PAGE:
My other find was equally accidental. Walking through an unusually tranquil Plaça Drassana on a sunny day, I stopped at the Bar Coto to have a look at the menu.
My first impression was that some dishes were worth exploring and what was especially interesting were the prices — they were very much on the low side. Which is where I prefer them to be.
As this bar opens at 8am during the summer it has a selection of breakfast dishes. I ordered for a French omelette and asked the waiter to tell the cook I’d like it really underdone — which is how they do it in France.
After a short time the waiter put a plate on the table, but I immediately told him that dish must be for someone else because I had ordered an omelette.
The waiter quietly explained that as they are a bar it is forbidden to serve fresh eggs that aren’t well and truly cooked. It’s an anti salmonellosis measure and the cook had made an underdone omelette with egg whites.
Well, I thought, I am about to try something that was fashionable some 50 years ago. The vogue for egg white omelettes started in California (as so many food fads do) at about the same time as Californians in bars and restaurants started to drink Perrier mineral water instead of white wine.
In both cases the idea was to lead a more healthy lifestyle and to try to lose a little weight at the same time.
I never got round to trying egg white omelettes because I think there are tastier ways of taking off a few pounds. So here I was, some 50 years late in the game, about to try an egg white omelette. I ate it, but I was not at all impressed. I like the egg white of a boiled egg, of fried eggs and when they are made into soft of hard meringues I eat them with relish.
But as an omelette, egg whites don’t work for me, so I’ll never be ordering one. But I’ll be returning to Bar Coto to try other dishes and also to have repeats of the tagliatelle dishes.
And if I order a French omelette I’ll be sure to tell the waiter I want it well and truly overcooked.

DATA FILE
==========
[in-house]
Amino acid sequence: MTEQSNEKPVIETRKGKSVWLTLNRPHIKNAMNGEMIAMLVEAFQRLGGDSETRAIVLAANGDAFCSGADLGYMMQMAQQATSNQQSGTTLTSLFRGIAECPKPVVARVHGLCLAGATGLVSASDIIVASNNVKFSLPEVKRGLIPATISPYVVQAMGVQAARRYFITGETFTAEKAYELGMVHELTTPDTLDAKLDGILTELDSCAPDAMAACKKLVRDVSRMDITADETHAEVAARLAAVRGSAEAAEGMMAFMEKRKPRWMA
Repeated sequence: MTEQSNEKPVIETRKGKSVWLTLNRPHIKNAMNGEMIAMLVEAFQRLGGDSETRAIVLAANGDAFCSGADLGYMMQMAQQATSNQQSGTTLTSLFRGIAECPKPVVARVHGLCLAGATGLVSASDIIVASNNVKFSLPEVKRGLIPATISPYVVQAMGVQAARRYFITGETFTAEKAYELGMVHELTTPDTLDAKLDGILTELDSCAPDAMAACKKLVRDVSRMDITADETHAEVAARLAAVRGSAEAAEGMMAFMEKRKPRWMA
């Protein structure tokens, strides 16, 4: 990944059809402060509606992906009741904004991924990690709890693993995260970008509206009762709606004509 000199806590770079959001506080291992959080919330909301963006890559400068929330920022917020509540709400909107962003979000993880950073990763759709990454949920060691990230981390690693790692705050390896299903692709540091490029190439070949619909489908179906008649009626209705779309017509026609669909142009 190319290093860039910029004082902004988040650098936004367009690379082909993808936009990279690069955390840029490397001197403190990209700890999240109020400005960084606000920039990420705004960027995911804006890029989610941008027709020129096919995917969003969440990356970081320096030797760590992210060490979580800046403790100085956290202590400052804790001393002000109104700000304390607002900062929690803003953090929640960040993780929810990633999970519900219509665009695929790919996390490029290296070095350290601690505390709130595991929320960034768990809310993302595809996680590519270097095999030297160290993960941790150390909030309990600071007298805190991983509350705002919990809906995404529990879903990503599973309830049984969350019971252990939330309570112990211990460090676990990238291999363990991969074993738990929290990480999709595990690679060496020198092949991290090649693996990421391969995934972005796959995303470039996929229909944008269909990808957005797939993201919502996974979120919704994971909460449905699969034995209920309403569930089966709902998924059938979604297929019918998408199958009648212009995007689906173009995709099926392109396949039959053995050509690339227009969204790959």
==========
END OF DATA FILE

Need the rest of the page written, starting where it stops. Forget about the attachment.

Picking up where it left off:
There are few things I like better than finding a restaurant where you eat well and at very reasonable prices. Bar Coto comes out tops on both counts. It’s the kind of place that during the season fills up every day with visitors looking for places to eat. They are attracted to Bar Coto’s outdoor eating area and its interesting menu with dishes for all tastes.
The German owner (she has retired and the restaurant is now run by her nephew) built up a menu of international dishes and the staff are multilingual: her nephew speaks perfect Spanish and German and is fluent in English, as are some of the waiters.
The nuggets of boiled potatoes with an alioli and a tomato sauce is their version of a ‘patatas bravas’ dish, but I’m pleased they don’t call it that: it’s much better and more elegant than any ‘patatas bravas’ I’ve ever been served.
The Argentinian head cook of Italian descent produced two excellent fresh tagliatelle dishes, one with pesto and the other with a superb plain tomato sauce. Both were great buys at €8.50 and both were worth a 10 rating.
Bar Coto, Plaça Drassana 12, La Lonja, Palma. Tel:609-881040. Open every day for lunch and dinner.
During the summer they open at 8am but in winter opening hour is around 11am. If you’re having an early lunch it’s probably better to make a reservation. The waiters are multilingual so there will be no language problems.
- Boiled potatoes with sauces, €5.50
- Egg white omelette, €4.50
- Pasta with tomato sauce, €8.50
- Pasta with pesto sauce, €8.50
- One caña, €2.10
Total cost with VAT: €32.10